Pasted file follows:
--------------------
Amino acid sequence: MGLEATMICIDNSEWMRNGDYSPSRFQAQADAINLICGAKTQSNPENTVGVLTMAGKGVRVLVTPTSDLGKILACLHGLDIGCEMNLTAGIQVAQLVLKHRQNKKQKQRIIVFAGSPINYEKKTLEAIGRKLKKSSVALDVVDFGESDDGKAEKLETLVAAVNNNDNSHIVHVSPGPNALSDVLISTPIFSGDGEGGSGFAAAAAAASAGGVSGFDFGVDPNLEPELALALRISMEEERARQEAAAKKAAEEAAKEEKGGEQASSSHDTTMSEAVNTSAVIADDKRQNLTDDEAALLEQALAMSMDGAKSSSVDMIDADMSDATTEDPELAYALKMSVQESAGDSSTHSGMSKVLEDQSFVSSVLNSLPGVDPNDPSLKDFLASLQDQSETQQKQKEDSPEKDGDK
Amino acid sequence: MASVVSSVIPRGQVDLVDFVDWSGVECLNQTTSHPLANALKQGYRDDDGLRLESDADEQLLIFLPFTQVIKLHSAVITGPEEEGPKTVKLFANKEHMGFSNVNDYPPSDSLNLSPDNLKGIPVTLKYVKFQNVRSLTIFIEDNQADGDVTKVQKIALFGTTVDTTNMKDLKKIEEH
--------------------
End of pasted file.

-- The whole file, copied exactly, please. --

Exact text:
Amino acid sequence: MGLEATMICIDNSEWMRNGDYSPSRFQAQADAINLICGAKTQSNPENTVGVLTMAGKGVRVLVTPTSDLGKILACLHGLDIGCEMNLTAGIQVAQLVLKHRQNKKQKQRIIVFAGSPINYEKKTLEAIGRKLKKSSVALDVVDFGESDDGKAEKLETLVAAVNNNDNSHIVHVSPGPNALSDVLISTPIFSGDGEGGSGFAAAAAAASAGGVSGFDFGVDPNLEPELALALRISMEEERARQEAAAKKAAEEAAKEEKGGEQASSSHDTTMSEAVNTSAVIADDKRQNLTDDEAALLEQALAMSMDGAKSSSVDMIDADMSDATTEDPELAYALKMSVQESAGDSSTHSGMSKVLEDQSFVSSVLNSLPGVDPNDPSLKDFLASLQDQSETQQKQKEDSPEKDGDK
Amino acid sequence: MASVVSSVIPRGQVDLVDFVDWSGVECLNQTTSHPLANALKQGYRDDDGLRLESDADEQLLIFLPFTQVIKLHSAVITGPEEEGPKTVKLFANKEHMGFSNVNDYPPSDSLNLSPDNLKGIPVTLKYVKFQNVRSLTIFIEDNQADGDVTKVQKIALFGTTVDTTNMKDLKKIEEH